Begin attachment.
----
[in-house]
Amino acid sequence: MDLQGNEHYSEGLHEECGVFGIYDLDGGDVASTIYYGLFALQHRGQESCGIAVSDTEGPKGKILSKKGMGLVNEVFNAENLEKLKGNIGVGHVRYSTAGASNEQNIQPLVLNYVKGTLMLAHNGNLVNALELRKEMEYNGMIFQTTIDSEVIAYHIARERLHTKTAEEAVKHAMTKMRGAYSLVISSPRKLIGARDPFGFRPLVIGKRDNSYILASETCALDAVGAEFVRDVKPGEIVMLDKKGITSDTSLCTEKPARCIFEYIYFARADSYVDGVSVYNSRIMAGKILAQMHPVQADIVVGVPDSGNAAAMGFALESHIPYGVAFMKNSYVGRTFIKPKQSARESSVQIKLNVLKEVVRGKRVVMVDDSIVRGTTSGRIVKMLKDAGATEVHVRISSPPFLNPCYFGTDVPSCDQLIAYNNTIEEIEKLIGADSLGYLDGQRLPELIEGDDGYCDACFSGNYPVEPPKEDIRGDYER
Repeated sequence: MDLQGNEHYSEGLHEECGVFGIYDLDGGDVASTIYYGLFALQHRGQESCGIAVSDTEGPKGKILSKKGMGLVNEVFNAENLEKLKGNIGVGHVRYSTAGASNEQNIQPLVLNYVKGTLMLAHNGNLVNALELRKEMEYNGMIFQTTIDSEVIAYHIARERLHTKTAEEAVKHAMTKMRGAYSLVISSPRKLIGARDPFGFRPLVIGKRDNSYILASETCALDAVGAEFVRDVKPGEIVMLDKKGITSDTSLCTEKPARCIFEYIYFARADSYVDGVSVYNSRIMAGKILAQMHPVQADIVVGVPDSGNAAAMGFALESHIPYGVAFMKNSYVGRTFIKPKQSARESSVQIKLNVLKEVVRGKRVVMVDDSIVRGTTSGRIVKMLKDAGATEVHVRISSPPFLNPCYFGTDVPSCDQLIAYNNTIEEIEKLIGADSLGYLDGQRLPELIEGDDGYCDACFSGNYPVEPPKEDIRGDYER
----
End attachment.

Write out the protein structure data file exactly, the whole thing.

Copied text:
[in-house]
Amino acid sequence: MDLQGNEHYSEGLHEECGVFGIYDLDGGDVASTIYYGLFALQHRGQESCGIAVSDTEGPKGKILSKKGMGLVNEVFNAENLEKLKGNIGVGHVRYSTAGASNEQNIQPLVLNYVKGTLMLAHNGNLVNALELRKEMEYNGMIFQTTIDSEVIAYHIARERLHTKTAEEAVKHAMTKMRGAYSLVISSPRKLIGARDPFGFRPLVIGKRDNSYILASETCALDAVGAEFVRDVKPGEIVMLDKKGITSDTSLCTEKPARCIFEYIYFARADSYVDGVSVYNSRIMAGKILAQMHPVQADIVVGVPDSGNAAAMGFALESHIPYGVAFMKNSYVGRTFIKPKQSARESSVQIKLNVLKEVVRGKRVVMVDDSIVRGTTSGRIVKMLKDAGATEVHVRISSPPFLNPCYFGTDVPSCDQLIAYNNTIEEIEKLIGADSLGYLDGQRLPELIEGDDGYCDACFSGNYPVEPPKEDIRGDYER
Repeated sequence: MDLQGNEHYSEGLHEECGVFGIYDLDGGDVASTIYYGLFALQHRGQESCGIAVSDTEGPKGKILSKKGMGLVNEVFNAENLEKLKGNIGVGHVRYSTAGASNEQNIQPLVLNYVKGTLMLAHNGNLVNALELRKEMEYNGMIFQTTIDSEVIAYHIARERLHTKTAEEAVKHAMTKMRGAYSLVISSPRKLIGARDPFGFRPLVIGKRDNSYILASETCALDAVGAEFVRDVKPGEIVMLDKKGITSDTSLCTEKPARCIFEYIYFARADSYVDGVSVYNSRIMAGKILAQMHPVQADIVVGVPDSGNAAAMGFALESHIPYGVAFMKNSYVGRTFIKPKQSARESSVQIKLNVLKEVVRGKRVVMVDDSIVRGTTSGRIVKMLKDAGATEVHVRISSPPFLNPCYFGTDVPSCDQLIAYNNTIEEIEKLIGADSLGYLDGQRLPELIEGDDGYCDACFSGNYPVEPPKEDIRGDYER